"We were, you might say, playing a practical joke. We had a bet going as to whether or not anyone was listening to that particular frequency — and the best way to prove it would be to stage a burglary on the airways."
Chandler professed that he had purchased the walkie-talkies for deer hunting.
He didn't convince Circuit Judge Alan R. Schwartz. The tape became state's exhibit 1-BB.
Hirschhorn, long a ferocious opponent of cameras in the courtroom, had filed numerous protests even before the cameramen arrived.
During Florida vs Chandler, WPLG-TV televised 90 seconds on the trial one night; 65 seconds the next. WTVJ-TV Channel 4, using a pool arrangement, showed 80 seconds.
On Dec. 8, 1977, the jury convicted. The judge sentenced the two safe-cracker cops to seven years each for four felonies. They spent one night in jail before posting appeal bonds.
Hirschhorn petitioned the Supreme Court on Feb. 18, 1980. He labeled television "a blind rush to electronic justice."
"An electronic narcotic," he called it, "serving the public's attention to the sensational."
When the court granted the petition April 21, a congratulatory downpour drenched Hirschhorn in instant bar-celebrity status.
Legal heavies for the networks, public television, broadcasters, publishers, editors, reporters responded to Hirschhorn's assault. They argued the public's right, how public scrutiny fosters fairness, how television makes lawyers, witnesses and judges more conscientious.
For Florida, Attorney General Jim Smith declared: "The defendants cannot defeat their convictions by arguing the hypothetical rights of hypothetical persons in hypothetical circumstances, absent a clear First Amendment claim."
Smith, 40, is political, a land-cattleman worth $8,033,762, an addicted jogger, and according to Hirschhorn, a perfect adversary for oral arguments on Wednesday. "Like taking candy from a baby," said Hirschhorn.
It will be Smith's first appearance before the court; Hirschhorn's too.
Hirschhorn denounced the media's so-called "surrogate" role to the public. "The real basis for the 'surrogate's' effort to override the accused's constitutional right, is economic competition. Next, the copy editors and typesetters will clamor to have their equipment in the courtroom. Perhaps the solution is to simply move the trial — lock, stock and barrel — to the television station or to the newspaper's plant," he said.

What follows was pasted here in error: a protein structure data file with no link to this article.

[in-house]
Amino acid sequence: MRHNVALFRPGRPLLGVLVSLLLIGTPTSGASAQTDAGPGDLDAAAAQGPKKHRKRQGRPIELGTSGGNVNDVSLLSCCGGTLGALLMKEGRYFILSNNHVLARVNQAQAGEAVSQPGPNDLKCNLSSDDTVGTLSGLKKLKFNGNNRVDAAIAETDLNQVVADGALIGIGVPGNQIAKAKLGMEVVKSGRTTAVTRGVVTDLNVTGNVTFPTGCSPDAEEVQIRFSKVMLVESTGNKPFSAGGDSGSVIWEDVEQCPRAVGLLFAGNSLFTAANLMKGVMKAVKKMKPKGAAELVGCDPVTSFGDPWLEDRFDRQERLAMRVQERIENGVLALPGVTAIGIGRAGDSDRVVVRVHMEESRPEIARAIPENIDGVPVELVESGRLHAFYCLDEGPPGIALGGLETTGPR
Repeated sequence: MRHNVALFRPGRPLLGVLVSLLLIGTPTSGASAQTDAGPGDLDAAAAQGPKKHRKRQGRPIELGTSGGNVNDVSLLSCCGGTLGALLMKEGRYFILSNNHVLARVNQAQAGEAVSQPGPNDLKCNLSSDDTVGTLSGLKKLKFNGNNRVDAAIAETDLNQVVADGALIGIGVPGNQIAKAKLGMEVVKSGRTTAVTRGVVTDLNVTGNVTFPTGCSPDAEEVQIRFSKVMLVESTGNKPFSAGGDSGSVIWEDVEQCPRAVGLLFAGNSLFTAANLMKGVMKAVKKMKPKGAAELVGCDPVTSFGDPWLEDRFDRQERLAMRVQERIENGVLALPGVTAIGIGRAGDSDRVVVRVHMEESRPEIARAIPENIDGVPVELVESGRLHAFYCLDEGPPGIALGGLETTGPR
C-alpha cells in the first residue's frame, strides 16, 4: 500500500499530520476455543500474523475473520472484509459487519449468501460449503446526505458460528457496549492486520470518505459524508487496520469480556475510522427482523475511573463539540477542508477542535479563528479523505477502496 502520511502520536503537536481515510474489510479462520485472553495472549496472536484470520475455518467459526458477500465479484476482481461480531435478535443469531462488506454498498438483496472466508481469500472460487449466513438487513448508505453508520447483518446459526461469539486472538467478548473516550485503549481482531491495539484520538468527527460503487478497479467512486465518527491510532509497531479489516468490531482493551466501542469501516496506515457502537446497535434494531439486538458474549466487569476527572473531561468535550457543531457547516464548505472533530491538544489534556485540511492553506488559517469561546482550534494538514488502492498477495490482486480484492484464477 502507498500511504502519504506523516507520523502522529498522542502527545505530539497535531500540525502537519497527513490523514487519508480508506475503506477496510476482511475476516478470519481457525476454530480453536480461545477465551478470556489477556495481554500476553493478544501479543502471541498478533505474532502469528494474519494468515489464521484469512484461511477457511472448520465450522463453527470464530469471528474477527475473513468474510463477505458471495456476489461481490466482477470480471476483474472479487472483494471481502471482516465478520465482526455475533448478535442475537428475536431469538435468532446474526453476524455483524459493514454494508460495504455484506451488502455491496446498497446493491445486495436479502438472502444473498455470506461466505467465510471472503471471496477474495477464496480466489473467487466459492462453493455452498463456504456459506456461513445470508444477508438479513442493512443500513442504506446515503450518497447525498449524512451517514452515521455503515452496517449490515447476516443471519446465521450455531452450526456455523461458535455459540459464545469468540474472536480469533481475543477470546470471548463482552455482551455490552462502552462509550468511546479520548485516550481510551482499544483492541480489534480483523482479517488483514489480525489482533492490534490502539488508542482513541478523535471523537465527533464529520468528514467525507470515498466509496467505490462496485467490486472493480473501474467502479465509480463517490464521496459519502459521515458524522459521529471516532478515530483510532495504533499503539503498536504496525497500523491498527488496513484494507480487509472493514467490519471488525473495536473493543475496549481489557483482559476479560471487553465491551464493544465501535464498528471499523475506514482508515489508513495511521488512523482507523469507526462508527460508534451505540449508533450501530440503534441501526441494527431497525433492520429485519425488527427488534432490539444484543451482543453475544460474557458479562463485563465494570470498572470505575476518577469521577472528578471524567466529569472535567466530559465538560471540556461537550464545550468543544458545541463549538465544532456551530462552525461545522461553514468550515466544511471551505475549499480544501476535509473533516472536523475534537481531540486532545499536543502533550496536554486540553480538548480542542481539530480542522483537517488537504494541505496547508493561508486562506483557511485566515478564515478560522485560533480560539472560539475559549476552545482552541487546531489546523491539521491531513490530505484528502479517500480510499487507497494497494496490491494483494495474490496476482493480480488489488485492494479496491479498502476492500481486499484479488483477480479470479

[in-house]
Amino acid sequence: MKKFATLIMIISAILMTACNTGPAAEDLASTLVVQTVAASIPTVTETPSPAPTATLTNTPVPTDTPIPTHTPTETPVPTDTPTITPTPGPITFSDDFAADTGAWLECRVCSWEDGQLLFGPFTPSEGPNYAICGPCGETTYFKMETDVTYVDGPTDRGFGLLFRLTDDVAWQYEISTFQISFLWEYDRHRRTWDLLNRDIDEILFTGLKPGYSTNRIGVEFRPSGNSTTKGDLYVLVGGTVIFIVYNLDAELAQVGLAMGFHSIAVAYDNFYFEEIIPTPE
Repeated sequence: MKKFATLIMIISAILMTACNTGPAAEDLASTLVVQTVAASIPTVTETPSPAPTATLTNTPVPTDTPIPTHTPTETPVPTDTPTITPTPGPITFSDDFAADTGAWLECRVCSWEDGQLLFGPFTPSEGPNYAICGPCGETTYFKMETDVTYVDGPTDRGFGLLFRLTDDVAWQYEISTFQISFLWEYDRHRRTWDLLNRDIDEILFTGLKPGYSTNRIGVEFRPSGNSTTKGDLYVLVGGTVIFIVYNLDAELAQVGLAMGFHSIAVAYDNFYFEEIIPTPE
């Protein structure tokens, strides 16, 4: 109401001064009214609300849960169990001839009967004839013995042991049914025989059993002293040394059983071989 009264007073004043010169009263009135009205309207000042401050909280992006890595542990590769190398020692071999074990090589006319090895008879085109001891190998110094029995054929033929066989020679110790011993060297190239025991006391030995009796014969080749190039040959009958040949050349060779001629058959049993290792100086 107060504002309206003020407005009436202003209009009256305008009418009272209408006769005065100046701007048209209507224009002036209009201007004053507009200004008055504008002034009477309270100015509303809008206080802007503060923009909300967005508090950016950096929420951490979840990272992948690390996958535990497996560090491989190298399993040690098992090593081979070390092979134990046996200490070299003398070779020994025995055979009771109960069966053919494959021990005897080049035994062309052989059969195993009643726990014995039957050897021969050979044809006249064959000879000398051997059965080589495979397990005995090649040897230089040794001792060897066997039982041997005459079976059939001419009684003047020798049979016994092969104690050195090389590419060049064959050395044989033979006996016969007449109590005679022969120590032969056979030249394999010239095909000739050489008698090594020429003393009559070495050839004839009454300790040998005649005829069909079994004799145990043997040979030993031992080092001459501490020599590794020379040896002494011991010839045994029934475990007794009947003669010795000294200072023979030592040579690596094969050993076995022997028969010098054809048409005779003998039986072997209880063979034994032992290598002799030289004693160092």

"The televised criminal trial rule is neither a social, nor economic experiment. It is, instead, an ill-advised experiment in 'living' jurisprudence, the effects of which, at best, are unknown, and at worst, disastrous.
"If, for any reason, the defendant were to be acquitted, his unwanted television notoriety will follow him to his grave," argued Hirschhorn.
He quoted an admirer: "As for Justice — she should remain blindfolded — not have one eye peeking at TV cameras."
Hirschhorn concedes, though, that for his clients, the safecracker cops, the case might be the wrong one to be argued before the Supreme Court.
"It reduces the issue to its purest form," he declares, and most lawyers, as well as television viewers, agree that he is quite correct.
Thirty-four years after he argued against cameras before the Supreme Court, Hirschhorn still firmly believes that they have no place in courtrooms.
"I am unabashedly, wholeheartedly, and unreservedly against cameras when the defendant objects," Hirschhorn told me by phone today.
Lakeland Ledger, July 7, 1977: Cyclops in the Courtroom
Palm Beach Post, Jan. 27, 1981: U.S. Supreme Court ruling will allow cameras in court
Miami News, Jan. 27, 1981: Camera-in-court fight not quite over
New York Times Magazine, Feb. 15, 1981: Television's Day in Court
U.S Supreme Court: Chandler v. Florida, 449 U.S. 560 (1981)